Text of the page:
Canvas Wall Tent Fabric: Everything You Need to Know

The fabric used in wall tents makes all the difference in terms of weather resistance, durability, breathability, and temperature control. While some fabrics are light and airy, others are heavy-duty and potentially stifling. Choosing the right fabric for your wall tent will ensure that not only will everyone be well protected from the elements, but also that your wall tent will provide the most comfortable and enjoyable space possible so you can reconnect with your loved ones in style. Wall tents are made of either a man-made material, usually nylon or polyester-based, or of a heavy, woven type of a cotton canvas fabric. While some options come at an affordable price for most, others may cost more but will shelter you for years to come. Each choice of material offers its own benefits and downfalls, and each has variables that can be adjusted to be the best for every person and situation.

What is a Wall Tent?

A wall tent is typically a tent with four vertical canvas walls, which are what lend the tent its name. Wall tents, because of the space and durability they offer, are usually used for hunting groups or in more recent times, for glamping. For this reason, wall tents are also known as outfitter tents or safari tents. Cotton canvas tends to be the fabric most often used for wall tents because of its breathability, durability and resistance to harsh weather conditions. White Duck’s canvas wall tents also have built-in stove jacks, which makes them suitable for use as 4 season tents.

Cotton Canvas Fabric: The Ideal Choice for Wall Tents

Cotton is a natural material that has long been used by outdoor communities to create everything from sails and tents to backpacks, hammocks, and clothing. Durable and breathable, cotton has withstood the test of time due to its many natural benefits.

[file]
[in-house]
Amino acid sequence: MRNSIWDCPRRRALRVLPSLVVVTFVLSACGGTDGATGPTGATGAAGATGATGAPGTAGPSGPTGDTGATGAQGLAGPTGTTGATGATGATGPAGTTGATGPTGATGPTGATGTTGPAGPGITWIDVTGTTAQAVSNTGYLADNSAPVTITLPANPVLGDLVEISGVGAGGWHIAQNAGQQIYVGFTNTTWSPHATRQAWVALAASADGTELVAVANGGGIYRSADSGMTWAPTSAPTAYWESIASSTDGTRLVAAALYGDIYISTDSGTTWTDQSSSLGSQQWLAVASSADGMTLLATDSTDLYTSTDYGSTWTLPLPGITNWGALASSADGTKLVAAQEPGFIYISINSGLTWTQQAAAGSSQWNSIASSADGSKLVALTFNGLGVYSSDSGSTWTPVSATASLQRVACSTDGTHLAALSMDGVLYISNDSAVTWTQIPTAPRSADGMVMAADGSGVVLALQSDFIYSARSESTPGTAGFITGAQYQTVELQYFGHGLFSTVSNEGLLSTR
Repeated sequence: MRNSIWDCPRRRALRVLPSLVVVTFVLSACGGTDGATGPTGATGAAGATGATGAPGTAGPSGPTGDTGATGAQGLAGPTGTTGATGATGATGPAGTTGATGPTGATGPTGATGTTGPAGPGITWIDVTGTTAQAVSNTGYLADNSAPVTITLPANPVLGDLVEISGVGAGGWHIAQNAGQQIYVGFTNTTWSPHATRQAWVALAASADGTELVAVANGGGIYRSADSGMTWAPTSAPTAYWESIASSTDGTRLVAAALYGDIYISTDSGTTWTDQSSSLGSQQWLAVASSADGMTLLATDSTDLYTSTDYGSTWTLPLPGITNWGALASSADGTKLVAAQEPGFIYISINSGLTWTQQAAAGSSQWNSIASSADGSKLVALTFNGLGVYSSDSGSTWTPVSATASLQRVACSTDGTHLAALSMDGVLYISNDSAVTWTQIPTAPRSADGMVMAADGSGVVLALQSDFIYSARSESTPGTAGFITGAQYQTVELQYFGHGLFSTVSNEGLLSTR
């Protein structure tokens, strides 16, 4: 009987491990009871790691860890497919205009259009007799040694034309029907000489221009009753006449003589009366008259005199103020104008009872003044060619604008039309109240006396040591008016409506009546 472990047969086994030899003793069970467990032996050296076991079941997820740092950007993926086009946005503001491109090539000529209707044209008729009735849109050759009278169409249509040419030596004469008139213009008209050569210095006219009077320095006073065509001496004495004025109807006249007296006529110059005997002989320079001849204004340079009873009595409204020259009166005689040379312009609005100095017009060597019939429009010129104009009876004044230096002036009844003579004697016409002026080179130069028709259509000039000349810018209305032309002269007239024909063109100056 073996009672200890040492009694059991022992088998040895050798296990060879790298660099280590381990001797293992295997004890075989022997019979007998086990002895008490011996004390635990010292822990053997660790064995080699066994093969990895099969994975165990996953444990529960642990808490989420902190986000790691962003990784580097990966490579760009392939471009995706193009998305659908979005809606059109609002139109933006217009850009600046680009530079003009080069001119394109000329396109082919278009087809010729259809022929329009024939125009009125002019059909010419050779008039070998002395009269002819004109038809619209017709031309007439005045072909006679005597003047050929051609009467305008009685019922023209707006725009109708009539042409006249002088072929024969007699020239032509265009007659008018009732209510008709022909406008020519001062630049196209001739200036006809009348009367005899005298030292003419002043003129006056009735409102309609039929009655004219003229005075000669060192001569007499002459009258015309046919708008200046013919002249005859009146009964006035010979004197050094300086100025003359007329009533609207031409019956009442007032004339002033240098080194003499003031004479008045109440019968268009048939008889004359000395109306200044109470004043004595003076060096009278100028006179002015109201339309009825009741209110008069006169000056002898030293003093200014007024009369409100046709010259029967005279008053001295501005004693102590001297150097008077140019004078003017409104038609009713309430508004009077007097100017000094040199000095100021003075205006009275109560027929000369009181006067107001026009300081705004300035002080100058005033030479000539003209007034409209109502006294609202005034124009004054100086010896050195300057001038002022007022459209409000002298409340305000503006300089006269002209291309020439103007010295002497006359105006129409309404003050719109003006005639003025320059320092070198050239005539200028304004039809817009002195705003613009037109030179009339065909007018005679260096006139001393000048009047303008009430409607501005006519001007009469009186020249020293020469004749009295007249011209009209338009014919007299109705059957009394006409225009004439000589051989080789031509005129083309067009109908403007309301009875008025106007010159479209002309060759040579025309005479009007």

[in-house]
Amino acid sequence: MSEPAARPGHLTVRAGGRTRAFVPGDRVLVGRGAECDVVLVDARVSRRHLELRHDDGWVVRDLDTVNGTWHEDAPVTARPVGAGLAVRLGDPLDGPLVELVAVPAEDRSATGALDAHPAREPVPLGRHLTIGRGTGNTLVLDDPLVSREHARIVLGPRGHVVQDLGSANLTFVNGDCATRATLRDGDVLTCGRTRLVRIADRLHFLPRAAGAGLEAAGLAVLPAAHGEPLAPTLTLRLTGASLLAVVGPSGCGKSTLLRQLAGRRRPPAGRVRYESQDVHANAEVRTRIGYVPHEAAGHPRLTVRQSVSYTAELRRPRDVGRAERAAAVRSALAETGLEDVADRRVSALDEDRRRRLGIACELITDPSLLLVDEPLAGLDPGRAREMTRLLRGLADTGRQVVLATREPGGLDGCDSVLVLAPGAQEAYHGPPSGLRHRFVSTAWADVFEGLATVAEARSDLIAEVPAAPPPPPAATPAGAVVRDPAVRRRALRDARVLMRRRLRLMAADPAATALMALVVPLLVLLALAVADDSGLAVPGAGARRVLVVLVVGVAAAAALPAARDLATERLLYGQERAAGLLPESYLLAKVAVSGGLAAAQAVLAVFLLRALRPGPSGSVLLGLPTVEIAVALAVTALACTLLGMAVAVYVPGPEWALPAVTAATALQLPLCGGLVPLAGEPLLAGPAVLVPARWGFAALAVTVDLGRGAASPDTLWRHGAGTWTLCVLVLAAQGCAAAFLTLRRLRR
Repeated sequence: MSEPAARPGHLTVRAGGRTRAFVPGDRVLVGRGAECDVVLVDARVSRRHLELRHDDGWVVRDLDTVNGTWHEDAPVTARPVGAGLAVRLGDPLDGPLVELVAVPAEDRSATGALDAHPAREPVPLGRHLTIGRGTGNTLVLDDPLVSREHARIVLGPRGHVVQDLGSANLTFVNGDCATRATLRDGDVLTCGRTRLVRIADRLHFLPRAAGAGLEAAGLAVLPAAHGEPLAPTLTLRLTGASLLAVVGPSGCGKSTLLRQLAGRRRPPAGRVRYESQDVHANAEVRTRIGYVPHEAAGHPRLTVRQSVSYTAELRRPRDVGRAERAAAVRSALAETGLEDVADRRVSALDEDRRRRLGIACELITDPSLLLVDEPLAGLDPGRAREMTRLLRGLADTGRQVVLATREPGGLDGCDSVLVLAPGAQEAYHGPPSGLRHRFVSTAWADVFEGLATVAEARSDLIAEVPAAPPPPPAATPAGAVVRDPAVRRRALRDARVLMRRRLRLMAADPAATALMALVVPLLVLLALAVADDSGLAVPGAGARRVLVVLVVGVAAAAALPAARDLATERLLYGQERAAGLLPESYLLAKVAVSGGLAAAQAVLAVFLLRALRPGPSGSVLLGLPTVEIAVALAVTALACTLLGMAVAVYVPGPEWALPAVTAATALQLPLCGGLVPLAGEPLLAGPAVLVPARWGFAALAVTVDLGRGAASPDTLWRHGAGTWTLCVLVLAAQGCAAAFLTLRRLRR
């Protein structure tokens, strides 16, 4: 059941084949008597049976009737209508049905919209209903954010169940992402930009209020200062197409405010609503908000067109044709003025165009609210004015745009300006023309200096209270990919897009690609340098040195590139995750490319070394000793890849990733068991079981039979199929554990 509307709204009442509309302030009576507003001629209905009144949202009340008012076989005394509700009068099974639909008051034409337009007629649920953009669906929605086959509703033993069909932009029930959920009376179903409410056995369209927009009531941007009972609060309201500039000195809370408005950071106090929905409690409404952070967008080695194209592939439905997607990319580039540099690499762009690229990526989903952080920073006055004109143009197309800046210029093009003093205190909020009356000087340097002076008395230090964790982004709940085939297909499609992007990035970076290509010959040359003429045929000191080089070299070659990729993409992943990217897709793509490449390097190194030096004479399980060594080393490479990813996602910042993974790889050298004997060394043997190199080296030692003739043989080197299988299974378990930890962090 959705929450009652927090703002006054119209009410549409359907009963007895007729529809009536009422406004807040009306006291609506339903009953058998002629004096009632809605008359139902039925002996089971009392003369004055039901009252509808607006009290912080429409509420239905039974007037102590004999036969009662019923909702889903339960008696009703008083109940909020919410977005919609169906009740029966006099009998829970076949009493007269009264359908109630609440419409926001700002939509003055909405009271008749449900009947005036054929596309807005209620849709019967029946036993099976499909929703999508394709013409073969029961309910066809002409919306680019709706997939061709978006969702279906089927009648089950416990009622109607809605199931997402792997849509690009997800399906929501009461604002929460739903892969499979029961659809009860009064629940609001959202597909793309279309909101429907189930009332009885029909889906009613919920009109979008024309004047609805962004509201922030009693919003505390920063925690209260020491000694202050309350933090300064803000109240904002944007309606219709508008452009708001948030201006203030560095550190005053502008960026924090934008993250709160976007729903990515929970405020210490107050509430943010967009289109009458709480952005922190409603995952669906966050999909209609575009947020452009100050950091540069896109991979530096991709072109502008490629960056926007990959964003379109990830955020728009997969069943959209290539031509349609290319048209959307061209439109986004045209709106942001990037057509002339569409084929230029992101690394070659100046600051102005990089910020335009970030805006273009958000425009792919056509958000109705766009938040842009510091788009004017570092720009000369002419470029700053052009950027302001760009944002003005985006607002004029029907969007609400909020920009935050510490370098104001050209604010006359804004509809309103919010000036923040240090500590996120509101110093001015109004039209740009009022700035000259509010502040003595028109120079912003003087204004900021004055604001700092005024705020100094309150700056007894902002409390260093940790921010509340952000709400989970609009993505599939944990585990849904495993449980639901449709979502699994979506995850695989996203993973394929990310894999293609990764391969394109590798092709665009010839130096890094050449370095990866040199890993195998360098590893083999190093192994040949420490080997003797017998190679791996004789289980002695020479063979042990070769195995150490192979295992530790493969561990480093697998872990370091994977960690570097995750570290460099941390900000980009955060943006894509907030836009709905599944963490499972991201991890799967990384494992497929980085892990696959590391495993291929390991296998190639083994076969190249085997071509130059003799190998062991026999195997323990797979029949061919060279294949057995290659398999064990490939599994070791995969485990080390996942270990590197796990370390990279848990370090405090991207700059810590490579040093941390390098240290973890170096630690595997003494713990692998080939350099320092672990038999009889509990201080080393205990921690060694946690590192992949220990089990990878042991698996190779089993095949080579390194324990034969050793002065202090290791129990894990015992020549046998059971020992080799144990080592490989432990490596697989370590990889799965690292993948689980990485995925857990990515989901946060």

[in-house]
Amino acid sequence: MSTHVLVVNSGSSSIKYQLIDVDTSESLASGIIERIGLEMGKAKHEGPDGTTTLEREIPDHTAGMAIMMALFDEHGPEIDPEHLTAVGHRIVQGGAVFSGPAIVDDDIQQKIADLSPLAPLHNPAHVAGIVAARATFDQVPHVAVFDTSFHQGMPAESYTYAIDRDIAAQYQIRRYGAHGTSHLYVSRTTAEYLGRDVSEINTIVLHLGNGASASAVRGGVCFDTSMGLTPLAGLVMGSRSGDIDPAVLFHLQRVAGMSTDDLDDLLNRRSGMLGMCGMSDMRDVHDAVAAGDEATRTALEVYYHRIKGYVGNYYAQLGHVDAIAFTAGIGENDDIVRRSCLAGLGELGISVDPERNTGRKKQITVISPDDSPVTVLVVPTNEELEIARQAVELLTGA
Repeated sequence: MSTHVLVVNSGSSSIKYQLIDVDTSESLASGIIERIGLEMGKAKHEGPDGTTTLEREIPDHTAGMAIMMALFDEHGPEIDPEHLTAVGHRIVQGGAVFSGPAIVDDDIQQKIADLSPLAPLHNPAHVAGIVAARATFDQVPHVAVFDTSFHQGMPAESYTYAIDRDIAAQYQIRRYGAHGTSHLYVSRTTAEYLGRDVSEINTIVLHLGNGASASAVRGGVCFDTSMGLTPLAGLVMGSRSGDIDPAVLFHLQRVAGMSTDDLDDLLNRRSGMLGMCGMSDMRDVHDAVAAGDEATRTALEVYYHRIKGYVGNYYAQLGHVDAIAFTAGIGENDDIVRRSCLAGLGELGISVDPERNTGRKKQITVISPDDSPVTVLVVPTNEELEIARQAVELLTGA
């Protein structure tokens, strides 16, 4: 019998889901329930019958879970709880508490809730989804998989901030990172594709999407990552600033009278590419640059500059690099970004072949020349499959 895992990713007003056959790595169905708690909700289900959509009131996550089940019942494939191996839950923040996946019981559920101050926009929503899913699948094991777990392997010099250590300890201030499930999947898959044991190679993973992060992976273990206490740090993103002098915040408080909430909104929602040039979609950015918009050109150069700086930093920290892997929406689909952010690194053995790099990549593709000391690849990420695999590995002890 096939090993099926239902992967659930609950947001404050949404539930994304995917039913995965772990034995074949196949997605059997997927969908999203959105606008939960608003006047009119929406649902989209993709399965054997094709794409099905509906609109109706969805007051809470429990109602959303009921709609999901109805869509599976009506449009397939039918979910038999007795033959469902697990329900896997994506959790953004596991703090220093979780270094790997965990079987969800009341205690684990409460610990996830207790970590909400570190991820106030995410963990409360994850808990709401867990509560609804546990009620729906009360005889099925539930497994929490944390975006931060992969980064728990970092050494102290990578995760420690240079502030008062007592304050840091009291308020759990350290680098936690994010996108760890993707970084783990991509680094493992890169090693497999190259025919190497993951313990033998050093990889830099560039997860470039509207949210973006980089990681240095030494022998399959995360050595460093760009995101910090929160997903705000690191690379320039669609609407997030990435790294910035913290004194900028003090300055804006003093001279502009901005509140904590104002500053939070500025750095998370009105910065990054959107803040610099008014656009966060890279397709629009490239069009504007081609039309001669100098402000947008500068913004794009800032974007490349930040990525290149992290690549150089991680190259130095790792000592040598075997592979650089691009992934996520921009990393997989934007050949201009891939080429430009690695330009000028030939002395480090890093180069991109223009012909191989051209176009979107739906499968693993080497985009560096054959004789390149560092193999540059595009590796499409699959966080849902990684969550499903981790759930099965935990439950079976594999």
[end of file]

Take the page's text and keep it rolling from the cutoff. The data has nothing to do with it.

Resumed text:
Pros of Cotton Canvas Fabric

  • Canvas is a fantastic insulator, which will help keep you cool in the summer while also keeping you warmer than a synthetic material could in colder climates.
  • Cotton and other natural materials breathe, allowing airflow and keeping the insides of the tent from becoming damp.
  • Cotton is generally more durable than synthetic blends and will not deteriorate from sun exposure.
  • Many prefer natural materials because they are more eco-friendly, sustainable, and come without any chemical smells.
  • Canvas tents have a stylish look that creates a comfortable and homey atmosphere.

Downsides of Cotton Canvas Fabric

  • Canvas is much heavier and bulkier than synthetics, making it difficult to transport on foot or without the proper manpower.
  • Natural fibers tend to be more expensive than synthetics.
  • Canvas requires some form of coating to make it completely weather and element-proof.

Army Duck Cotton Canvas

Army Duck is a special double fill canvas, meaning a doubled thread is used to create a tight and strong weave that meets U.S. Army specifications. It’s considered to be the highest quality canvas available, a medium-weight canvas made with a tight weave to create a smooth fabric. In simple terms, army duck canvas is considerably more durable and reliable than regular cotton or polyester canvas. This makes it more ideal as a material of choice for tents that are intended for extended outdoor use. The entire range of White Duck tents is built from army duck cotton canvas – the fabric allows for a sturdier, more durable build while still reaping the benefits of regular cotton canvas, like breathability and a natural aversion to UV radiation.

Treatment of Canvas Fabric

The advantage of canvas as a material for wall tents is that it can be treated to help it last longer, especially after use for extended periods outdoors with outfitter groups or at glamping sites. When you invest in a wall tent, the fabric should come treated for water repellency, UV resistance and mold & mildew resistance.

The Difference Between Waterproof, Water Resistant and Water Repellent

  • Water resistant: the ability to resist the penetration of water to some degree, but not entirely.